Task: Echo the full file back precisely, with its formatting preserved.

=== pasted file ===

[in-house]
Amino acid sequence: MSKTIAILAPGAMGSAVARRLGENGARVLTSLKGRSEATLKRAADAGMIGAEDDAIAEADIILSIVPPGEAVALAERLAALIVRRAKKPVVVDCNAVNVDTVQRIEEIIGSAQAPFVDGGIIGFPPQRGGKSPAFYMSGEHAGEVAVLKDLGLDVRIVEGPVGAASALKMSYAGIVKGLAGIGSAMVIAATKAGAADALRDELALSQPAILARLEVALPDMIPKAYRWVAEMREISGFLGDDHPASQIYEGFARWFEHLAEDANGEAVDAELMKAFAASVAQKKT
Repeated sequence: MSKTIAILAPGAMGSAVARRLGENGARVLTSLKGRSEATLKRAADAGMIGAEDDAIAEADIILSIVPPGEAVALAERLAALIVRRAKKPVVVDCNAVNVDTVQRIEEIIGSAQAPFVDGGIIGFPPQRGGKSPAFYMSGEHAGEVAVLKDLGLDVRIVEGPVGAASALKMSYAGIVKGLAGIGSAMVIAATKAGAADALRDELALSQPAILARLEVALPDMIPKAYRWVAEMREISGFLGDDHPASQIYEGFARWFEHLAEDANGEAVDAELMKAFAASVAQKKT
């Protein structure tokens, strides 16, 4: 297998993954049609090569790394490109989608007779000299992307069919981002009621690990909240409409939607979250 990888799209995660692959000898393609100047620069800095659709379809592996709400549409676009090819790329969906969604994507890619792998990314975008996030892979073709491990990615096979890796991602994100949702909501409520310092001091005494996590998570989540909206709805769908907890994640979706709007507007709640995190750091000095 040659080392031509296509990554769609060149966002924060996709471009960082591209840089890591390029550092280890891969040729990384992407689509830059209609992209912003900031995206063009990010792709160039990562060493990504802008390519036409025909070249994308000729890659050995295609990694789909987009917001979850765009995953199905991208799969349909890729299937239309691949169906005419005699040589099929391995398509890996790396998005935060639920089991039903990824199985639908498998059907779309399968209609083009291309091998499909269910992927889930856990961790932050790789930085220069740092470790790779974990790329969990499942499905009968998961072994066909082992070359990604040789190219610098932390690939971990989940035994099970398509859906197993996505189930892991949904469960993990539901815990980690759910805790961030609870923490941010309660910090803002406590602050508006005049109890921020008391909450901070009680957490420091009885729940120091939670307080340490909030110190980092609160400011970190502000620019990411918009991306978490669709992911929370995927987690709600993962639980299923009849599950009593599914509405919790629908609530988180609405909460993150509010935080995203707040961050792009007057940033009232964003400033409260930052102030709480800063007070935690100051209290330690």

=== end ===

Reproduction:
[in-house]
Amino acid sequence: MSKTIAILAPGAMGSAVARRLGENGARVLTSLKGRSEATLKRAADAGMIGAEDDAIAEADIILSIVPPGEAVALAERLAALIVRRAKKPVVVDCNAVNVDTVQRIEEIIGSAQAPFVDGGIIGFPPQRGGKSPAFYMSGEHAGEVAVLKDLGLDVRIVEGPVGAASALKMSYAGIVKGLAGIGSAMVIAATKAGAADALRDELALSQPAILARLEVALPDMIPKAYRWVAEMREISGFLGDDHPASQIYEGFARWFEHLAEDANGEAVDAELMKAFAASVAQKKT
Repeated sequence: MSKTIAILAPGAMGSAVARRLGENGARVLTSLKGRSEATLKRAADAGMIGAEDDAIAEADIILSIVPPGEAVALAERLAALIVRRAKKPVVVDCNAVNVDTVQRIEEIIGSAQAPFVDGGIIGFPPQRGGKSPAFYMSGEHAGEVAVLKDLGLDVRIVEGPVGAASALKMSYAGIVKGLAGIGSAMVIAATKAGAADALRDELALSQPAILARLEVALPDMIPKAYRWVAEMREISGFLGDDHPASQIYEGFARWFEHLAEDANGEAVDAELMKAFAASVAQKKT
């Protein structure tokens, strides 16, 4: 297998993954049609090569790394490109989608007779000299992307069919981002009621690990909240409409939607979250 990888799209995660692959000898393609100047620069800095659709379809592996709400549409676009090819790329969906969604994507890619792998990314975008996030892979073709491990990615096979890796991602994100949702909501409520310092001091005494996590998570989540909206709805769908907890994640979706709007507007709640995190750091000095 040659080392031509296509990554769609060149966002924060996709471009960082591209840089890591390029550092280890891969040729990384992407689509830059209609992209912003900031995206063009990010792709160039990562060493990504802008390519036409025909070249994308000729890659050995295609990694789909987009917001979850765009995953199905991208799969349909890729299937239309691949169906005419005699040589099929391995398509890996790396998005935060639920089991039903990824199985639908498998059907779309399968209609083009291309091998499909269910992927889930856990961790932050790789930085220069740092470790790779974990790329969990499942499905009968998961072994066909082992070359990604040789190219610098932390690939971990989940035994099970398509859906197993996505189930892991949904469960993990539901815990980690759910805790961030609870923490941010309660910090803002406590602050508006005049109890921020008391909450901070009680957490420091009885729940120091939670307080340490909030110190980092609160400011970190502000620019990411918009991306978490669709992911929370995927987690709600993962639980299923009849599950009593599914509405919790629908609530988180609405909460993150509010935080995203707040961050792009007057940033009232964003400033409260930052102030709480800063007070935690100051209290330690």